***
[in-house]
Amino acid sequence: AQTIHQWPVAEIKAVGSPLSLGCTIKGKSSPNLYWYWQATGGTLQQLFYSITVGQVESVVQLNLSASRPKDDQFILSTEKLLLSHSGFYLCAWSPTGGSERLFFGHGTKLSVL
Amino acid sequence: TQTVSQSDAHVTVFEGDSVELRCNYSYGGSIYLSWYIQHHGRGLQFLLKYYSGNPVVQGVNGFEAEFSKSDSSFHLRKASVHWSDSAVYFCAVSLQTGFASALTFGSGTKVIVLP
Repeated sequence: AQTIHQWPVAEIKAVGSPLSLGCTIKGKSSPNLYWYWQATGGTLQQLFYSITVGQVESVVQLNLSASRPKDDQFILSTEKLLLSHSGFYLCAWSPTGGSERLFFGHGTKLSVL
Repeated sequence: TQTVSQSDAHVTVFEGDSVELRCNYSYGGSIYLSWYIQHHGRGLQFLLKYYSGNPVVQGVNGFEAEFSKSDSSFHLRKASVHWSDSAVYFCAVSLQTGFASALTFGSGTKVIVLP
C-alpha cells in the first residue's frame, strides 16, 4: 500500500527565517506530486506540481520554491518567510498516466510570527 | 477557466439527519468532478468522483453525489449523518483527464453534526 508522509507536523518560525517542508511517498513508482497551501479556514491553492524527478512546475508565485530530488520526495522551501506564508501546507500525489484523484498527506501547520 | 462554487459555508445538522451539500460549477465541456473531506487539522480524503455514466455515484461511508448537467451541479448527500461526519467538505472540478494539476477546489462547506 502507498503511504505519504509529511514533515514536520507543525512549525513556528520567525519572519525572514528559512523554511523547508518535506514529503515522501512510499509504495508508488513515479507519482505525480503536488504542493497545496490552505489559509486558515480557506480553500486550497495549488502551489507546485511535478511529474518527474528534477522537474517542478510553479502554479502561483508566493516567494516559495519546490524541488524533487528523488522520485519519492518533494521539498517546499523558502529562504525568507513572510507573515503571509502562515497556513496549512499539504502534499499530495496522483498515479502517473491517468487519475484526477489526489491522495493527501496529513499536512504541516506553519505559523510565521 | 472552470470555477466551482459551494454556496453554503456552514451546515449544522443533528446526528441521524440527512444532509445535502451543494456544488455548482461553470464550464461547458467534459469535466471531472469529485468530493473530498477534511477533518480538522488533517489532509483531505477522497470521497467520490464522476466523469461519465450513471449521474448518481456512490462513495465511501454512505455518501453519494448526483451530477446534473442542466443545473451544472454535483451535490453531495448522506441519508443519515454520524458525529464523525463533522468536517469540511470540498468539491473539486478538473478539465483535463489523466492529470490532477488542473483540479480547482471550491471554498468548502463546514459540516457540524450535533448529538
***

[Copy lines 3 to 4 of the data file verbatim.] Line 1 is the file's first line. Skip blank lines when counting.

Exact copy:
Amino acid sequence: TQTVSQSDAHVTVFEGDSVELRCNYSYGGSIYLSWYIQHHGRGLQFLLKYYSGNPVVQGVNGFEAEFSKSDSSFHLRKASVHWSDSAVYFCAVSLQTGFASALTFGSGTKVIVLP
Repeated sequence: AQTIHQWPVAEIKAVGSPLSLGCTIKGKSSPNLYWYWQATGGTLQQLFYSITVGQVESVVQLNLSASRPKDDQFILSTEKLLLSHSGFYLCAWSPTGGSERLFFGHGTKLSVL